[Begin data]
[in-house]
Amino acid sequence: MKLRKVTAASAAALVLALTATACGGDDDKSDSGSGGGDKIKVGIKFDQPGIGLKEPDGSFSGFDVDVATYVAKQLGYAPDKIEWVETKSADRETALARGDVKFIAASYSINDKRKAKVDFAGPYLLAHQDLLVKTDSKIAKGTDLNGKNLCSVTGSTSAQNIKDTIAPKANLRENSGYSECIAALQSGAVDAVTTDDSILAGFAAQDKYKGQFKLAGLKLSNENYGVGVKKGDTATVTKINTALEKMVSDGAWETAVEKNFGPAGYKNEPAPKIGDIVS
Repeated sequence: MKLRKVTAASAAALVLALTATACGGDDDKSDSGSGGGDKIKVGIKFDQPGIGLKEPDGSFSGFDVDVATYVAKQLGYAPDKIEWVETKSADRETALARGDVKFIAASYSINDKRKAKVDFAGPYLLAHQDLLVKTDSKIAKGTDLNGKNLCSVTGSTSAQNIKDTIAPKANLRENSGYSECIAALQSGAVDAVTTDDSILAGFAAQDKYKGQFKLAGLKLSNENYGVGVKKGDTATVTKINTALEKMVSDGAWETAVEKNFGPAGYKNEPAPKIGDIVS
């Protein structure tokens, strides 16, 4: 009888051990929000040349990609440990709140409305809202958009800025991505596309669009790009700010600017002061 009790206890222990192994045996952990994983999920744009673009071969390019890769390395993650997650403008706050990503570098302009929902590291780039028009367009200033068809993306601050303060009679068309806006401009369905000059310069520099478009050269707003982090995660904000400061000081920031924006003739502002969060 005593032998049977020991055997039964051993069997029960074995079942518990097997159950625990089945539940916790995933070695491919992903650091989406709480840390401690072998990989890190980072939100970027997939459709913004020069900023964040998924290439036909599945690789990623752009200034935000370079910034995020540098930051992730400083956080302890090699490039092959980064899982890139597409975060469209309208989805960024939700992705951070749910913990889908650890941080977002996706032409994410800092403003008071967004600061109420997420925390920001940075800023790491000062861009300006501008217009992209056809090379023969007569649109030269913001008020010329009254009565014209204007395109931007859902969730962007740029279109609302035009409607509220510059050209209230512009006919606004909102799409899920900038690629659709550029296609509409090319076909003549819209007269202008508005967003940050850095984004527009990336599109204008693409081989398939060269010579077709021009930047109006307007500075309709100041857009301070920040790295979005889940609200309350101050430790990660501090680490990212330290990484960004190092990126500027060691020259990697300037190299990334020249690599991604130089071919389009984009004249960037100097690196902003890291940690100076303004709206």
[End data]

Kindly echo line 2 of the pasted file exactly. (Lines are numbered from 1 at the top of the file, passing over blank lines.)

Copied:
Amino acid sequence: MKLRKVTAASAAALVLALTATACGGDDDKSDSGSGGGDKIKVGIKFDQPGIGLKEPDGSFSGFDVDVATYVAKQLGYAPDKIEWVETKSADRETALARGDVKFIAASYSINDKRKAKVDFAGPYLLAHQDLLVKTDSKIAKGTDLNGKNLCSVTGSTSAQNIKDTIAPKANLRENSGYSECIAALQSGAVDAVTTDDSILAGFAAQDKYKGQFKLAGLKLSNENYGVGVKKGDTATVTKINTALEKMVSDGAWETAVEKNFGPAGYKNEPAPKIGDIVS